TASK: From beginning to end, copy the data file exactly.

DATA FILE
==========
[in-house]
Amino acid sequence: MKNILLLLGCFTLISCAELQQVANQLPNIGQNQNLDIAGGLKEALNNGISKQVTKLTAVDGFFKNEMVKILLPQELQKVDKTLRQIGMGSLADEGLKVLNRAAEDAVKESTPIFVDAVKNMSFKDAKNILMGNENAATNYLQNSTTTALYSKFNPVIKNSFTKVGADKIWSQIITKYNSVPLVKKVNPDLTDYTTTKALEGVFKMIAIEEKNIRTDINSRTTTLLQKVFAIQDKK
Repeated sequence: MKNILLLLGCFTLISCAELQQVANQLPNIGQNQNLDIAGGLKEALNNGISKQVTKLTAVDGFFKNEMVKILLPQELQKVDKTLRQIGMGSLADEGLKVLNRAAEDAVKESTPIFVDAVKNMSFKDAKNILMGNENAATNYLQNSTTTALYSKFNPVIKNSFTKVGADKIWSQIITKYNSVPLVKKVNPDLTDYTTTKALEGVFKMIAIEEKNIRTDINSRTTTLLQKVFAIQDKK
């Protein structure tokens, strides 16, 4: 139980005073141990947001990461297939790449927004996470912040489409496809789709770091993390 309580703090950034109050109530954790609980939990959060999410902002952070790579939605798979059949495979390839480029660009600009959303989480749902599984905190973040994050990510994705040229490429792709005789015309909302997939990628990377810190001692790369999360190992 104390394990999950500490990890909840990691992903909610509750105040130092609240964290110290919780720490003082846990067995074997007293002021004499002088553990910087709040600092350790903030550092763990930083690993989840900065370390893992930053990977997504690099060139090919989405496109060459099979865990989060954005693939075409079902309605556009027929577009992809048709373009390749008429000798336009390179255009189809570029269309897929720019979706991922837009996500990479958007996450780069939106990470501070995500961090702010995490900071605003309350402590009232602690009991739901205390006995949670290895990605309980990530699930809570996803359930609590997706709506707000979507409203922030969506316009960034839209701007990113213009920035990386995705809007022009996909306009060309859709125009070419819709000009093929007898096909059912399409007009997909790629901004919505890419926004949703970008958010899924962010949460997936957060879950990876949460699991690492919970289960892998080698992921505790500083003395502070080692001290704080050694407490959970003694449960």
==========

[in-house]
Amino acid sequence: MKNILLLLGCFTLISCAELQQVANQLPNIGQNQNLDIAGGLKEALNNGISKQVTKLTAVDGFFKNEMVKILLPQELQKVDKTLRQIGMGSLADEGLKVLNRAAEDAVKESTPIFVDAVKNMSFKDAKNILMGNENAATNYLQNSTTTALYSKFNPVIKNSFTKVGADKIWSQIITKYNSVPLVKKVNPDLTDYTTTKALEGVFKMIAIEEKNIRTDINSRTTTLLQKVFAIQDKK
Repeated sequence: MKNILLLLGCFTLISCAELQQVANQLPNIGQNQNLDIAGGLKEALNNGISKQVTKLTAVDGFFKNEMVKILLPQELQKVDKTLRQIGMGSLADEGLKVLNRAAEDAVKESTPIFVDAVKNMSFKDAKNILMGNENAATNYLQNSTTTALYSKFNPVIKNSFTKVGADKIWSQIITKYNSVPLVKKVNPDLTDYTTTKALEGVFKMIAIEEKNIRTDINSRTTTLLQKVFAIQDKK
């Protein structure tokens, strides 16, 4: 139980005073141990947001990461297939790449927004996470912040489409496809789709770091993390 309580703090950034109050109530954790609980939990959060999410902002952070790579939605798979059949495979390839480029660009600009959303989480749902599984905190973040994050990510994705040229490429792709005789015309909302997939990628990377810190001692790369999360190992 104390394990999950500490990890909840990691992903909610509750105040130092609240964290110290919780720490003082846990067995074997007293002021004499002088553990910087709040600092350790903030550092763990930083690993989840900065370390893992930053990977997504690099060139090919989405496109060459099979865990989060954005693939075409079902309605556009027929577009992809048709373009390749008429000798336009390179255009189809570029269309897929720019979706991922837009996500990479958007996450780069939106990470501070995500961090702010995490900071605003309350402590009232602690009991739901205390006995949670290895990605309980990530699930809570996803359930609590997706709506707000979507409203922030969506316009960034839209701007990113213009920035990386995705809007022009996909306009060309859709125009070419819709000009093929007898096909059912399409007009997909790629901004919505890419926004949703970008958010899924962010949460997936957060879950990876949460699991690492919970289960892998080698992921505790500083003395502070080692001290704080050694407490959970003694449960």